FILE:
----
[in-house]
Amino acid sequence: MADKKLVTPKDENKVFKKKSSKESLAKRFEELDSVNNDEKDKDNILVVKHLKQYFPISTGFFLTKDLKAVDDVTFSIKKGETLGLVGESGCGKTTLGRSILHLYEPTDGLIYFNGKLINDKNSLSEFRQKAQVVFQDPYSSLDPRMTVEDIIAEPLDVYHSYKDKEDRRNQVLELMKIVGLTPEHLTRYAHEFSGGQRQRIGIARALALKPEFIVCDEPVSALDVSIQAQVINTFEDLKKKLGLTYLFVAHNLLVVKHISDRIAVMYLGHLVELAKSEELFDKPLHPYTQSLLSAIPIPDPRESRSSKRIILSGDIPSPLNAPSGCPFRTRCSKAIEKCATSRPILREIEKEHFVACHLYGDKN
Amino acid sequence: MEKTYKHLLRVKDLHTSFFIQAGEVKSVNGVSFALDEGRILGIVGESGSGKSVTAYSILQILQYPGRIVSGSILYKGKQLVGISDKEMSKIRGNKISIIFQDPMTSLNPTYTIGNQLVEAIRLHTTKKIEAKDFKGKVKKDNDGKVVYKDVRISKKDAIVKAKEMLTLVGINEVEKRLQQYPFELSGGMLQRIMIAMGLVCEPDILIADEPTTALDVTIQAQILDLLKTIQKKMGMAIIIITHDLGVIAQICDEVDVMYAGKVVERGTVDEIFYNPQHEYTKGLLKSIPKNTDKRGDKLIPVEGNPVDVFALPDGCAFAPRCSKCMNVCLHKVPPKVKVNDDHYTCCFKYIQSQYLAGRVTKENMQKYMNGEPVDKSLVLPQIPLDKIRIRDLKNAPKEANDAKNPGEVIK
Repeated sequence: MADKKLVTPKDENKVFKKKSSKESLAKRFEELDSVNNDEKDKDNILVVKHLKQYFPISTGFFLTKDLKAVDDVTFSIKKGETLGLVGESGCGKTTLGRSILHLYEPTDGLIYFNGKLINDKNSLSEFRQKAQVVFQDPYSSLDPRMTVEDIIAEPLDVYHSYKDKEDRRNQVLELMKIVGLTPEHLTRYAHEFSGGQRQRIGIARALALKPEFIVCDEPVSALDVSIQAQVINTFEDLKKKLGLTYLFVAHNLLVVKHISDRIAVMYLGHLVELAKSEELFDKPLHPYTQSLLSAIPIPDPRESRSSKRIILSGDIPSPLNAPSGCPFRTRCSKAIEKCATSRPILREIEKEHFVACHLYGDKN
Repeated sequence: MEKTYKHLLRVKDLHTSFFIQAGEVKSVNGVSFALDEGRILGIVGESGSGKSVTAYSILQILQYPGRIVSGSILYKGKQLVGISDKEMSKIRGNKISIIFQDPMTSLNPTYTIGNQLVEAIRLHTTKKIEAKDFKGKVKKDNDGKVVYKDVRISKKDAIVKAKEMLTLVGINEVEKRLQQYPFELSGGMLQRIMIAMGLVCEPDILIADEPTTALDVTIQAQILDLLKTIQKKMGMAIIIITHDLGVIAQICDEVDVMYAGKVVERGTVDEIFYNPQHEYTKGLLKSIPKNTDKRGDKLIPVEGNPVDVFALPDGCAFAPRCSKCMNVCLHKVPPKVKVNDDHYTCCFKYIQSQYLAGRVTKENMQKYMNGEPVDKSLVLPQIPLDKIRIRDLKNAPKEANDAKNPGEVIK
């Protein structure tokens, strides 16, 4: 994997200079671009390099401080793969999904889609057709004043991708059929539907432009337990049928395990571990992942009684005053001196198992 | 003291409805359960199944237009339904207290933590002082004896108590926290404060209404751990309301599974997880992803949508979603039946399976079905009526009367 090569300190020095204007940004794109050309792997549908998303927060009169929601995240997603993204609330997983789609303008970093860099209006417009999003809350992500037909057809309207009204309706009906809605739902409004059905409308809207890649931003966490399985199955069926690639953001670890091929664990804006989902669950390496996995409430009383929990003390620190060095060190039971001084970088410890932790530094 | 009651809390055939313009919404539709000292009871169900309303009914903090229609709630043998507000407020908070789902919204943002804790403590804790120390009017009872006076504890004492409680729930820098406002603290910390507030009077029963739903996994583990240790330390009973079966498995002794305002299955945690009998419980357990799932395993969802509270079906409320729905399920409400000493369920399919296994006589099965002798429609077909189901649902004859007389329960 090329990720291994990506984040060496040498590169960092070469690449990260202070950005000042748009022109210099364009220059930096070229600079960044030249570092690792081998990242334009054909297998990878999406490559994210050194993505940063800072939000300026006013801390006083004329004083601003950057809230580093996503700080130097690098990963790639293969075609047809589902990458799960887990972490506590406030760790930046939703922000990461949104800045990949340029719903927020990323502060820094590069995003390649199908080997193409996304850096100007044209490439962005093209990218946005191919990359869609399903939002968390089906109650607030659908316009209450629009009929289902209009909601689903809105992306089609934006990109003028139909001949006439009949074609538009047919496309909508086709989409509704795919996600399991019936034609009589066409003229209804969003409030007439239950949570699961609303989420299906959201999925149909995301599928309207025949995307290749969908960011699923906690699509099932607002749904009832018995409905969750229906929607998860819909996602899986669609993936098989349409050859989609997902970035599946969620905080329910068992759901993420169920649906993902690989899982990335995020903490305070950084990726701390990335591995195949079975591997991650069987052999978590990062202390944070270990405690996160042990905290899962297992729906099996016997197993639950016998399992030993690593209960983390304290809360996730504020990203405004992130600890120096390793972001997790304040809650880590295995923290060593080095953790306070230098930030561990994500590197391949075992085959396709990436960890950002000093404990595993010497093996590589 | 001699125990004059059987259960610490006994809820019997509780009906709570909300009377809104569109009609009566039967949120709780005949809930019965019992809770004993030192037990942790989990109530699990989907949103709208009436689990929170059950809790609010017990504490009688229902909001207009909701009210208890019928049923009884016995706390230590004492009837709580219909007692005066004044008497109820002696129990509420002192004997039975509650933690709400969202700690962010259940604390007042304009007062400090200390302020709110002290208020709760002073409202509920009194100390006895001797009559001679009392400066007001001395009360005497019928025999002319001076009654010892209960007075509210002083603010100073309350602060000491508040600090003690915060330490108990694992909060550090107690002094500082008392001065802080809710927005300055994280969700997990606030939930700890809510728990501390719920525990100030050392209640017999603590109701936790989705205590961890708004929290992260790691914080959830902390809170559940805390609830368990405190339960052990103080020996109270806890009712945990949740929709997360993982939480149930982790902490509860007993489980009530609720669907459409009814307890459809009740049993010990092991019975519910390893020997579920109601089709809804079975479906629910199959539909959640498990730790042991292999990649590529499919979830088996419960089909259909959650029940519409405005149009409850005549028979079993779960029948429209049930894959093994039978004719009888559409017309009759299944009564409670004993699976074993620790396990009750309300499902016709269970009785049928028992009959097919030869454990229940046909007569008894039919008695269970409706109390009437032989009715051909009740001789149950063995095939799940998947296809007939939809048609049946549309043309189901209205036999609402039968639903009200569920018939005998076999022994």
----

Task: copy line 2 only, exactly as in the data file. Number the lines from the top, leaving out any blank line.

Amino acid sequence: MADKKLVTPKDENKVFKKKSSKESLAKRFEELDSVNNDEKDKDNILVVKHLKQYFPISTGFFLTKDLKAVDDVTFSIKKGETLGLVGESGCGKTTLGRSILHLYEPTDGLIYFNGKLINDKNSLSEFRQKAQVVFQDPYSSLDPRMTVEDIIAEPLDVYHSYKDKEDRRNQVLELMKIVGLTPEHLTRYAHEFSGGQRQRIGIARALALKPEFIVCDEPVSALDVSIQAQVINTFEDLKKKLGLTYLFVAHNLLVVKHISDRIAVMYLGHLVELAKSEELFDKPLHPYTQSLLSAIPIPDPRESRSSKRIILSGDIPSPLNAPSGCPFRTRCSKAIEKCATSRPILREIEKEHFVACHLYGDKN